Almost every adult has signed a contract with a clause requiring arbitration in the event the parties are unable to resolve a conflict relating to the contracted goods or services. These mandatory arbitration agreements often appear in contracts relating to employment, credit cards, car rentals, contractor services, phone services, car loans, home-building and investment accounts. An overwhelming majority of the time, companies include forced arbitration clauses in their contracts to gain an advantage over individuals and consumers.
Businesses do not include arbitration clauses for the benefit of consumers and individuals. Most of the time, arbitration clauses are used to give big businesses and shady companies an unfair advantage over the other party to the contract. There are several reasons that companies prefer arbitration agreements.
Arbitration increases the expenses associated with bringing litigation against the company. The consumer typically has to pay half of the arbitrator’s fees which often are several hundred dollars per hour or more. If the consumer is allowed to file a lawsuit in a state or federal court, the consumer does not have to pay the judge to oversee the case. The loser typically has to reimburse the winner the costs associated with the arbitrator, but many consumers cannot afford to pay half the fees upfront. Moreover, contingency fee attorneys’ have an increased risk of losing money in an arbitration, so arbitration clauses also prohibit many attorneys from representing clients.
Another common prohibition in arbitration clauses is the prohibition against class actions and multiparty lawsuits. This prevents a group of individuals or consumers from filing an arbitration case jointly to spread the costs across the group and make the arbitration more affordable. Group actions would also decrease the costs for the company of defending the arbitration, but the company does not care about decreasing the arbitration costs. The purpose of the class action prohibition is to deter individuals from filing arbitrations by making it too cost prohibitive for the wronged individual or consumer.
In an arbitration, an arbitrator, who is usually an attorney or expert in a specific field, reviews the evidence and rules in favor of one party or the other like a judge or jury. The arbitrator is chosen by the parties involved in the arbitration. Instead of having a jury of peers decides the merits of the case, a paid arbitrator fulfills that role. This scenario creates inherent bias in favor of the company. The arbitrator makes money when he is chosen. It is highly unlikely that a consumer or individual will be involved in a second arbitration, so the arbitrator will likely not receive repeat business from the individual. However, it is very likely that the company will have more arbitrations in the future. If the arbitrator rules against the company, it is unlikely the company will want to hire him again as an arbitrator. Thus, it serves the arbitrator’s own financial interests to rule in favor of the big company.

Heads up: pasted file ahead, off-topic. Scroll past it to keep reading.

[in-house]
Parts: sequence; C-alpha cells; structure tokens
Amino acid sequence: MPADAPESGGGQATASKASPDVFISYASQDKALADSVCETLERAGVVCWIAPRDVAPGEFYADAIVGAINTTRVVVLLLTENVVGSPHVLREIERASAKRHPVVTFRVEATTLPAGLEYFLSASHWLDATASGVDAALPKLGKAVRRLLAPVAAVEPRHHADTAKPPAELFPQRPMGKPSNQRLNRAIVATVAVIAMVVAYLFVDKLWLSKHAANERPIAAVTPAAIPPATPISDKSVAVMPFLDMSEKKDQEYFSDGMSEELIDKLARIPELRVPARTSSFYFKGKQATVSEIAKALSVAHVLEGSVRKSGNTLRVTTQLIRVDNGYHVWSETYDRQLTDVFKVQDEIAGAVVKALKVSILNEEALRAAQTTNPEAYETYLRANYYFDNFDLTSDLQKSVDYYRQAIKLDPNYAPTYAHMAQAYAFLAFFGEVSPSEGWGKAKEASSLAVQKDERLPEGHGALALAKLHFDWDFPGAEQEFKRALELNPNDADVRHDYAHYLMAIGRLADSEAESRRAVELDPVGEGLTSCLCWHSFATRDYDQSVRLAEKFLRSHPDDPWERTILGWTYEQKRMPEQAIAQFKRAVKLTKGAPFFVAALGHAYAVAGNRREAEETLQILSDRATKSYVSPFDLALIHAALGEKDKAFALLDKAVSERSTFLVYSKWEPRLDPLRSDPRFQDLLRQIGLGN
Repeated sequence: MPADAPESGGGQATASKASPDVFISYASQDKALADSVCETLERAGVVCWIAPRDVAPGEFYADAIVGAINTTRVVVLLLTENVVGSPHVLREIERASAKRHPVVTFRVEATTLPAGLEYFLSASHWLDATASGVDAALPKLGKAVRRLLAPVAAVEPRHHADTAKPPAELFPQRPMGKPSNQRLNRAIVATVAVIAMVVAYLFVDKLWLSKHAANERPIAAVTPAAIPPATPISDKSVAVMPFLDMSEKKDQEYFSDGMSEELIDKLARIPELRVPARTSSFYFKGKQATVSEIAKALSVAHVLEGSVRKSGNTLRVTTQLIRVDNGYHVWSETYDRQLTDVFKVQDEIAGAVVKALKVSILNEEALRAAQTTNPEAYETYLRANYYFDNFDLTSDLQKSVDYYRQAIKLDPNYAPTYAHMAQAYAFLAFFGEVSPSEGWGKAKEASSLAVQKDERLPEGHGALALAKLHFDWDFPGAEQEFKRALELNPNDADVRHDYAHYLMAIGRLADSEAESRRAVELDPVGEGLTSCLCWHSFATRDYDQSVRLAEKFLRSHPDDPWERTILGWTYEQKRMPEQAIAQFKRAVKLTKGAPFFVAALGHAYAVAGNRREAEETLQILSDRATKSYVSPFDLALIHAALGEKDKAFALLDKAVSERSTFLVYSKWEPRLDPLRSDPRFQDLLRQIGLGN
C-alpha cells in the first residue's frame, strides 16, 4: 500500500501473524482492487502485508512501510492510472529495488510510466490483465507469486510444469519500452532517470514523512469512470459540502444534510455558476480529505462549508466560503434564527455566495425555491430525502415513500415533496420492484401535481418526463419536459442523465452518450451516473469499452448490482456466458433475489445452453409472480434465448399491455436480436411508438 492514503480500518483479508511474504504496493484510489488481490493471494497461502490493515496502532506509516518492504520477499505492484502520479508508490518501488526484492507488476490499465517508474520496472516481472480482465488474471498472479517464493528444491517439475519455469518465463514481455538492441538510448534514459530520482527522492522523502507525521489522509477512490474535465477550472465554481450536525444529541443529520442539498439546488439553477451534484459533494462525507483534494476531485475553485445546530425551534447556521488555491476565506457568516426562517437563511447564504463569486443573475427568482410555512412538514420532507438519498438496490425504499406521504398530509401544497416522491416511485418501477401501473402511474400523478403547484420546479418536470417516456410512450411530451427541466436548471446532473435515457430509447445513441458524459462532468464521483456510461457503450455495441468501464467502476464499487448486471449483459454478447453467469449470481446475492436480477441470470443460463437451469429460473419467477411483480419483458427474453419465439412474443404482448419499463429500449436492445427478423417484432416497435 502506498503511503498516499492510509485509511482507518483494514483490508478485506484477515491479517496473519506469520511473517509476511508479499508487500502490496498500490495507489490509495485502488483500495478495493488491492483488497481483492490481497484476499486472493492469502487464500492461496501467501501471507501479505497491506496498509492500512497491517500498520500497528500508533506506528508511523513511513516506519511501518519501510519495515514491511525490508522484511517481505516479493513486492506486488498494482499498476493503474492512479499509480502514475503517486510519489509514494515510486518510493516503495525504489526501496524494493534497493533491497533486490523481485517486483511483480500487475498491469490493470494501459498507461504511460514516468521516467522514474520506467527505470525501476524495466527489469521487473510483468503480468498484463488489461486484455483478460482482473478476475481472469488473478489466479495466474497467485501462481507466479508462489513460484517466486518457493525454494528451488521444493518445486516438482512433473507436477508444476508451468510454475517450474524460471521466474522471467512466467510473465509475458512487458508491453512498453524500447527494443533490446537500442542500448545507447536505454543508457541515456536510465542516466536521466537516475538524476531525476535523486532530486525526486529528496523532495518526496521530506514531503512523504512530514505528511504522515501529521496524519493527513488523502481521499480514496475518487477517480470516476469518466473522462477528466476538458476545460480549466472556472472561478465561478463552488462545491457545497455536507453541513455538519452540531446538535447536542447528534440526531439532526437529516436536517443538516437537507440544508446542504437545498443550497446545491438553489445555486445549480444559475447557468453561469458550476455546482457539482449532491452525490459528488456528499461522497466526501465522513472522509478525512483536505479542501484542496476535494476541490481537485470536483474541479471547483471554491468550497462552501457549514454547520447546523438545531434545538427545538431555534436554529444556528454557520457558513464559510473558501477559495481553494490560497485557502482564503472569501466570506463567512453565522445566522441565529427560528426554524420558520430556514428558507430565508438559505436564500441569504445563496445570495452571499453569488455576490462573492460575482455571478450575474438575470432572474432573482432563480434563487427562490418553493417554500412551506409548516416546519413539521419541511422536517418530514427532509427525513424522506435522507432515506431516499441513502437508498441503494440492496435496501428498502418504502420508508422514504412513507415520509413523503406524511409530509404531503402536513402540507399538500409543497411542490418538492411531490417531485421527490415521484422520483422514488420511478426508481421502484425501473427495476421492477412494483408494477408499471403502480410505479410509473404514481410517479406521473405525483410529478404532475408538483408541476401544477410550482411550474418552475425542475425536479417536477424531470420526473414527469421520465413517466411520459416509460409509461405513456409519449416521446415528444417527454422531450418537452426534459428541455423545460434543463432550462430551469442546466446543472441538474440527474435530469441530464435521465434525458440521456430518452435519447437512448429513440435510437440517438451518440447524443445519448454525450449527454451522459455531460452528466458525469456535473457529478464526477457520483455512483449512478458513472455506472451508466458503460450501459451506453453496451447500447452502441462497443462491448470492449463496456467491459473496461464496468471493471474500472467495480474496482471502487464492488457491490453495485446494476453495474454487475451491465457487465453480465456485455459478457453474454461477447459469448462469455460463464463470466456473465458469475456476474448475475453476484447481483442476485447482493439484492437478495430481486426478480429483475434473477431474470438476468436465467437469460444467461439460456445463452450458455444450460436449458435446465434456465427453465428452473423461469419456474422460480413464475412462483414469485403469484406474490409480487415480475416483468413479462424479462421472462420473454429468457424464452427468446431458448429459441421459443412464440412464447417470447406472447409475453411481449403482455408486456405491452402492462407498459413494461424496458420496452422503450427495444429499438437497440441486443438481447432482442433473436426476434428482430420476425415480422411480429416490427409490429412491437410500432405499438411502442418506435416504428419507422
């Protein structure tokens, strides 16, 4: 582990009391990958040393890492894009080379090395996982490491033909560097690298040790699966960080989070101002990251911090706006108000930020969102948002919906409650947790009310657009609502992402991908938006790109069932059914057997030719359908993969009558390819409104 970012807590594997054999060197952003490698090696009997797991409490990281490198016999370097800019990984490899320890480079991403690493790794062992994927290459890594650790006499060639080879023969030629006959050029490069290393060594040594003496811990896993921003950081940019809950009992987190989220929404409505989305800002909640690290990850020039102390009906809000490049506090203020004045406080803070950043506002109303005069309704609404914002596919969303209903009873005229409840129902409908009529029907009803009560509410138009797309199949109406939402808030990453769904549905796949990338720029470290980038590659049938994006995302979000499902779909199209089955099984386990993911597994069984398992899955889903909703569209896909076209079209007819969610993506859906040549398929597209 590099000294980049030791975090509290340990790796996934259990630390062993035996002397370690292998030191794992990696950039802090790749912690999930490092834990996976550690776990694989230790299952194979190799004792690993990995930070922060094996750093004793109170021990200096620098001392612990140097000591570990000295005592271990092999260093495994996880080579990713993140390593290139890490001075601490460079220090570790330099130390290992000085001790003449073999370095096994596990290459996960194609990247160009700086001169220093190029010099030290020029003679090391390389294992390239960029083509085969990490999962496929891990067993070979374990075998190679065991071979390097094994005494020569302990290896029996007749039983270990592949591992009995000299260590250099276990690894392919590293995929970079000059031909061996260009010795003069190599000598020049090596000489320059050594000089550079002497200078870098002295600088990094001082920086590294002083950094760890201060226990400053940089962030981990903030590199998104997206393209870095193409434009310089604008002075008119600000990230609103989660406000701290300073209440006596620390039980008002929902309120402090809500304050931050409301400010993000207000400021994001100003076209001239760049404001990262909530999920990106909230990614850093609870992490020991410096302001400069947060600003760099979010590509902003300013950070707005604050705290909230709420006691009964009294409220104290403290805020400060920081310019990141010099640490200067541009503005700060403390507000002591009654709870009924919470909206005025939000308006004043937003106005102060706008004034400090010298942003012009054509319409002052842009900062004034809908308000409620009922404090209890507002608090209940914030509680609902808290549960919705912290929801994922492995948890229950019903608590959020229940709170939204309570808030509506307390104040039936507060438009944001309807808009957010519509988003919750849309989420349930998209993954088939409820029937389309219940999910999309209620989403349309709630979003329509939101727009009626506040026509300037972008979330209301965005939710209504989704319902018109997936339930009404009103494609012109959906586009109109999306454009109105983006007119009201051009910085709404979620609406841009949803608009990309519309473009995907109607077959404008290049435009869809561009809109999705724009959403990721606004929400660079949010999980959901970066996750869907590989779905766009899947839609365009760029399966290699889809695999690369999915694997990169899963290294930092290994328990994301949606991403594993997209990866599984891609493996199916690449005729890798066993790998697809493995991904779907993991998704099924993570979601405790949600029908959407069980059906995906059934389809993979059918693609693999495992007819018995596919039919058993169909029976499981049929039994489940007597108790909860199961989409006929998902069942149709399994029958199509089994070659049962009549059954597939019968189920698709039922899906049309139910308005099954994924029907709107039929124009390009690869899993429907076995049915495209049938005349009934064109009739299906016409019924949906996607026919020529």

If a person obtains an unfavorable judgment or verdict from a judge or jury that is contrary to law, the person can file an appeal and have the unfavorable ruling overturned by a higher court. Arbitrations cannot be appealed. This allows an arbitrator to make a ruling that is contrary to the facts and the law without any recourse. The loser cannot appeal the arbitration to a higher court. This of course increases the inherent bias in favor of the big company because the arbitrator will not be overruled for deciding a case unfairly.
Some arbitration clauses do not require the loser to pay the other side’s arbitration costs. Some companies have this language in the contract to prohibit the consumer, employee or individual from obtaining justice for small claims. Arbitration can easily cost thousands of dollars if not more. Thus, if an individual has been shortchanged a few hundred dollars or even thousand dollars, he or she has no recourse. It will cost more to arbitrate than what the individual will recover even if he or she wins. The individual would end up spending more money than what he or she would recover even if he or she won the arbitration. Some of the most unethical companies prefer this language.
Do not agree to forced arbitration. The simplest way to accept a contract without agreeing to the forced arbitration clause is to mark out the arbitration section of the contract with an X and place your initials next to the crossed-out provision. Often, the person collecting the contract for the company will not object to the change. Keep a copy of the contract with the changes for your own records. If the representative objects to the changes, discuss your concerns. If the company refuses to accept the contract with your edits, determine for yourself whether it is better to agree or give your business to a competitor.